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10% cut for base salaries of Malaysian cabinet as it seeks to reduce national debt

Prime Minister Mahathir Mohamad has announced on Wednesday (23 May) that Malaysia will cut the salaries of its Cabinet ministers by 10 per cent with immediate effect as the country seeks to reduce its debt, which is in excess of RM1 trillion (SGD$337 billion) – about 65 per cent of the nation’s Gross Domestic Product (GDP).

Speaking at a press conference after chairing his first Cabinet meeting at Putrajaya, Dr Mahathir said, “This proves that we are concerned over the government’s financial issues. This is a habit of mine. When I first became prime minister (in 1981), the first thing I did was to cut the salaries of ministers and senior civil servants.”

“As you know, the senior civil servants are better paid than the ministers, it is up to them if they feel that they want to contribute towards lessening the cost of running this country. They can do so, but we are not forcing them,” he added.

Commenting on the pay cuts for the minister, Dr Mahathir said the reduction will be on their base salaries. A federal minister’s monthly basic salary is about RM14,907.20, while the prime minister and deputy prime minister’s monthly basic salaries are RM22,826.65 and RM18,168.15, respectively.

Under the previous government led by the Barisan Nasional coalition, former prime minister Najib had promised civil servants a salary increase starting from 1 July.

Dr Mahathir stated that his government was looking into the matter, saying, “That is a promise made by the opposition now. They have not won the election; we are not bound to their promises.  Nevertheless, we will look at it in a very positive way. Where they deserve to be given some extra allowance, we will do so.”

Dr Mahathir also stated that the number of civil servants will also be reduced so as to cut government spending.

He said that the government would cease the recruitment of political appointees and re-engage those in critical posts and with low salaries, adding that it was unnecessary to have political appointees as they were appointed merely to accommodate the supporters of the previous government.

He explained that about 17,000 contract officers were political appointees and some among them had become permanent staff, saying, “Those with low income, we will engage them but first we will terminate (their service),” giving an assurance that low income employees would not be victimised.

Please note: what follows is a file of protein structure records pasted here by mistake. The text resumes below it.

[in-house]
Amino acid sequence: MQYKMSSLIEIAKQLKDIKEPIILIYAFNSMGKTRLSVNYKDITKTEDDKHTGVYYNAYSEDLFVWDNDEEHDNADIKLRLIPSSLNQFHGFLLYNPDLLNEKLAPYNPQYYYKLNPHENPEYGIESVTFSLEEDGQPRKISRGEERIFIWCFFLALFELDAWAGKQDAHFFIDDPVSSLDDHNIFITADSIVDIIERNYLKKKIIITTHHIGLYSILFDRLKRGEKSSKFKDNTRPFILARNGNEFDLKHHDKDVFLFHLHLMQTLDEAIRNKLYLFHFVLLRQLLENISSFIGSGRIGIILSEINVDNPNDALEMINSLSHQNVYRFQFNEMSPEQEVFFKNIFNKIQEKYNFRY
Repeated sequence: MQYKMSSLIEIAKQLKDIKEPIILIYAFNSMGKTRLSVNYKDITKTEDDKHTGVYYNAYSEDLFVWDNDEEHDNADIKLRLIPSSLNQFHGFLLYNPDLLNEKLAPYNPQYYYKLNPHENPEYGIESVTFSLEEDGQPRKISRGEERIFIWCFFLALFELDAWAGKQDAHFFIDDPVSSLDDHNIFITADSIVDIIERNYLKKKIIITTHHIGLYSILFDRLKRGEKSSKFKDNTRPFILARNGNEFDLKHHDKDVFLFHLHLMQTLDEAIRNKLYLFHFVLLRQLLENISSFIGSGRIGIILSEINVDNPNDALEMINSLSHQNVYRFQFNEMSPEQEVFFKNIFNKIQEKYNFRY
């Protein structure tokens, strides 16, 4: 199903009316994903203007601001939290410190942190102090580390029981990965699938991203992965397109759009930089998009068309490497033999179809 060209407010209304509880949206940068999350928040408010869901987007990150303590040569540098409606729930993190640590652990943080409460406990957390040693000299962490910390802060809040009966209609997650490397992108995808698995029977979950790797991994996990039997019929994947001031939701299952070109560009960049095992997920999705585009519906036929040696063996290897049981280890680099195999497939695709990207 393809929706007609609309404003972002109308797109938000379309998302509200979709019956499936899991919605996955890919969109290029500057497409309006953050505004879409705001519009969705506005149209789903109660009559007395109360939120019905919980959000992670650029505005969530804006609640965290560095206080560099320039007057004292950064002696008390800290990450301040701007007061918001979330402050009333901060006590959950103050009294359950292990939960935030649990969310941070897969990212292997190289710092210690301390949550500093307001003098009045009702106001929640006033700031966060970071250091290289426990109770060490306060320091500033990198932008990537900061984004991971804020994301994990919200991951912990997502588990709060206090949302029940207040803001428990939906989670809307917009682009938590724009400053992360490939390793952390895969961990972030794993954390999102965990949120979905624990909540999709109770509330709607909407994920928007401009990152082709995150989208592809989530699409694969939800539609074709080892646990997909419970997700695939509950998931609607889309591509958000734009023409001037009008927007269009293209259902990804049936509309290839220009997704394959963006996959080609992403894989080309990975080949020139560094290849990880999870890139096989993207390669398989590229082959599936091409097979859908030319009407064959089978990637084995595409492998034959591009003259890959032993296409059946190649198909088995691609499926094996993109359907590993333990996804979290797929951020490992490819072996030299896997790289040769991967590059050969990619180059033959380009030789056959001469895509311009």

The new prime minister then noted that some projects committed to by the old government may be dropped. Regarding the some projects, such as the HSR and the RM55 billion East Coast Rail Link, he said the government will decide “very soon” on whether to continue with the project, labelling some of these as “wasteful” and “unnecessary”.

He also noted that agencies, including the regulator Land Public Transport Commission and the Special Affairs Department, which is tasked with advising the state on maintaining public perception, will be dissolved.

“Most of these institutions founded which were not part of government, which were supposed to advise government, all these things will be disbanded. We don’t need their intelligence. I think we are quite intelligent ourselves,” he added.

Dr Mahathir also said that the Goods and Service Tax (GST) will be removed no later than 1 June as previously announced.

On transportation, the new prime minister said that petrol prices at the pump will remain the same even though global crude oil prices have reached more than US$70 per barrel.

Following his announcement, the price for RON95 petrol remained unchanged at RM2.20 per litre, with RON97 at RM2.47 per litre and diesel at RM2.18 per litre.

The fuel prices have remained unchanged for more than a month.

Dr Mahathir noted that Pakatan Harapan had promised to stabilise fuel prices and reintroduce fuel subsidies to targeted groups, saying, “Our policy is not to have weekly changes in the price according to the market.”

He then stated that his first Cabinet meeting went well, saying, “I love for them (the ministers) to speak as I want to show them I’m not a dictator.”